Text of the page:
Accomplished entrepreneur Randy Eastburg is the owner of Valley Ridge Roofing and Construction in Texas. In this capacity, he oversees all estimates and sales for the commercial side of the business and interacts with sales people, insurance adjusters, and owners. Outside of work, Randy Eastburg enjoys visiting antique shops with his wife.
Antique furniture helps create a unique feel in the home, but distinguishing between a true antique piece and a recreation is often difficult. At a very basic level, true antique furniture pieces have inconsistent imperfections due to use and human construction error. Most wood pieces are made from more than one type of wood while recreations are often from the same type. Different woods are typically seen at unexposed areas of a piece. Further, carved wood on antique furniture was likely done by hand. Due to this, it is common to see small imperfections, such as an uneven appearance, on true antique items.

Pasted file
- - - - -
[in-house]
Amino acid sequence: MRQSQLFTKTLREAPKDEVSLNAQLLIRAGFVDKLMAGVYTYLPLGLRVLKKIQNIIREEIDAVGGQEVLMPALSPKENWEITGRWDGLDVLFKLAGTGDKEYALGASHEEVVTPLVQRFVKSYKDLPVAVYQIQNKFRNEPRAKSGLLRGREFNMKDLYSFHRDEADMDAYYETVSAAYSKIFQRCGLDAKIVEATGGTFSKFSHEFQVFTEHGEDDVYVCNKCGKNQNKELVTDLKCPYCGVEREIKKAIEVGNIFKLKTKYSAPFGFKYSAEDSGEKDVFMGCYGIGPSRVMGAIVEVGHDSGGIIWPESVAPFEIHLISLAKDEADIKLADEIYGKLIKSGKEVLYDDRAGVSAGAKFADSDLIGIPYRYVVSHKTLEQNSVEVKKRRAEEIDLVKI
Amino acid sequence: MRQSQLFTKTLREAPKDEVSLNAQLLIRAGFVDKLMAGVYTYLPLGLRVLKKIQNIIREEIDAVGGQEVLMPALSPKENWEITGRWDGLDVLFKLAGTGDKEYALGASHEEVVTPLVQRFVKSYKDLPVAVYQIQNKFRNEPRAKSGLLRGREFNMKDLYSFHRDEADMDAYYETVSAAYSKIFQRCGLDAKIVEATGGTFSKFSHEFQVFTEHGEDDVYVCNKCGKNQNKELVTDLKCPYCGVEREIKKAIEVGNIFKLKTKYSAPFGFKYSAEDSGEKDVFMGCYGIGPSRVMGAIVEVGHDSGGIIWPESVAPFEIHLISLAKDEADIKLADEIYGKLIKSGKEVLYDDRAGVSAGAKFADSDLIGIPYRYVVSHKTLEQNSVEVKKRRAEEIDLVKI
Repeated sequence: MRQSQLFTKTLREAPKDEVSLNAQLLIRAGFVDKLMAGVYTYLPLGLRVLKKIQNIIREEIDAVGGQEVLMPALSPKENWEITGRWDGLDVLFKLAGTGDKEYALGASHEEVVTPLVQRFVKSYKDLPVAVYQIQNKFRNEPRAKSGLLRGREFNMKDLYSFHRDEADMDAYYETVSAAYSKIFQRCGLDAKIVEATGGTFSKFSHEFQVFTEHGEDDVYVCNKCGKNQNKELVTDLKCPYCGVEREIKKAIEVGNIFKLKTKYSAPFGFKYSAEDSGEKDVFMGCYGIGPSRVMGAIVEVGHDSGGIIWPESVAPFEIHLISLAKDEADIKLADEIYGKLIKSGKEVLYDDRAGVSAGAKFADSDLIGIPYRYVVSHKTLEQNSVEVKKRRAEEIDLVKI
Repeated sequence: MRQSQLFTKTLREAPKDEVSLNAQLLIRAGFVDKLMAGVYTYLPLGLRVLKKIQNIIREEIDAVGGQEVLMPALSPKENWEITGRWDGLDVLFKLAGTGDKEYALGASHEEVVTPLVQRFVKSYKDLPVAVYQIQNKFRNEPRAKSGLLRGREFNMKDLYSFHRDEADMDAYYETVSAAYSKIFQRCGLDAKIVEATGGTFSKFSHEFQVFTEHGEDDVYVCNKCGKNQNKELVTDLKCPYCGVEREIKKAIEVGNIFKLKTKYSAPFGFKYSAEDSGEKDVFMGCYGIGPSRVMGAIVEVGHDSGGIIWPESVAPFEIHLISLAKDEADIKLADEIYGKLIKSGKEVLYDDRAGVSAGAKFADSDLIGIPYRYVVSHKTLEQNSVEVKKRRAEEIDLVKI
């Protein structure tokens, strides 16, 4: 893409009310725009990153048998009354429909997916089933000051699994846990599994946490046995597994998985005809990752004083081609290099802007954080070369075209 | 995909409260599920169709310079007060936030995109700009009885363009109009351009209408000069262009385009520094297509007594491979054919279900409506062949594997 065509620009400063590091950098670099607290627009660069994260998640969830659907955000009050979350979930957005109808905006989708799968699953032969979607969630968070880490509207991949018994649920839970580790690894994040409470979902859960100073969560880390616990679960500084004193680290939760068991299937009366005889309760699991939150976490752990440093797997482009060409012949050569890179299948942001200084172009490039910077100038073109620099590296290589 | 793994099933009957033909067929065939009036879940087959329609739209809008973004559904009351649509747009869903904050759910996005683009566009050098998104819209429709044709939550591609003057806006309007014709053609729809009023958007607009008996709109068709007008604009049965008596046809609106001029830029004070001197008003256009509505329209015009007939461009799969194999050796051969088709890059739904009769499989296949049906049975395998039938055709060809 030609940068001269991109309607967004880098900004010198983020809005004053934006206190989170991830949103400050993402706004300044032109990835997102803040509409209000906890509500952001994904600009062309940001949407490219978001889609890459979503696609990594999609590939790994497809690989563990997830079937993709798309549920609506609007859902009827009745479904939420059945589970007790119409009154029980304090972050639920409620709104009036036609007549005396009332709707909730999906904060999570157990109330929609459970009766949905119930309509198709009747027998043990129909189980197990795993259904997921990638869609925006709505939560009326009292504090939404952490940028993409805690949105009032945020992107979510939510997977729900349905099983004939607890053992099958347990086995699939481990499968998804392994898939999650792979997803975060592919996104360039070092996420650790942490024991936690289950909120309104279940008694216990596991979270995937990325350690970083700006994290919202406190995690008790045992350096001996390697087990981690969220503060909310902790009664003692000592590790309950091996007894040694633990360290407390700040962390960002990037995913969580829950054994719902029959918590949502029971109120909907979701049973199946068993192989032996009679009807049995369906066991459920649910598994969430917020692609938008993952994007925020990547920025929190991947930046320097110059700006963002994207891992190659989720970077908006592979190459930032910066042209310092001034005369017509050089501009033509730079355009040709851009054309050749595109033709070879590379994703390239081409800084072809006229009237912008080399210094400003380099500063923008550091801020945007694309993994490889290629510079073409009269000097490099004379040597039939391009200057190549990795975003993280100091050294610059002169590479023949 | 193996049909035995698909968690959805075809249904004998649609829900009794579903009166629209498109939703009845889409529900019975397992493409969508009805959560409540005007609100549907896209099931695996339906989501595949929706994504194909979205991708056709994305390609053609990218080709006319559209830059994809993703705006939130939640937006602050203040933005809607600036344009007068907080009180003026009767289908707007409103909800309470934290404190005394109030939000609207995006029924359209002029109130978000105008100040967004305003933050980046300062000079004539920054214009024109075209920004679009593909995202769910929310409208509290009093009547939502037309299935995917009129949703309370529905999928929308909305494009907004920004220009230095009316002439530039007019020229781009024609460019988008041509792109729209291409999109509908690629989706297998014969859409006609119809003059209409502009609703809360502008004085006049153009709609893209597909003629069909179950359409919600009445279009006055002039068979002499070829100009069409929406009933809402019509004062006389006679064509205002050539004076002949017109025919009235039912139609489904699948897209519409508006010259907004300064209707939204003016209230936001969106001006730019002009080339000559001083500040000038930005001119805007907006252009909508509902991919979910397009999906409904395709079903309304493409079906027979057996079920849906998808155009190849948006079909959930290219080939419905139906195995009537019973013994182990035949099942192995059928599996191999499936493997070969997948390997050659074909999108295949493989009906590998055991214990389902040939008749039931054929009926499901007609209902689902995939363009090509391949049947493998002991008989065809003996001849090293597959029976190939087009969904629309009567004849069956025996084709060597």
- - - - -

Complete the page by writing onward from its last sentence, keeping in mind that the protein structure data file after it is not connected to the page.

It is also important to note the stated date of origin of a supposed antique, to determine whether the materials used support its credibility. On pieces that date to the early 1800s, the appropriate finish on wood pieces would be shellac; varnish and lacquer were not invented until the mid-1800s, so they should not be found on earlier items. Exceptionally early pieces may be finished with wax or oil.
Similarly, upholstery stuffing before the 1920s was primarily made from hay or horsehair because synthetic materials had not yet been invented. The overall construction also gives away a piece’s time origins, since clean-cut joinery suggests that machines were used.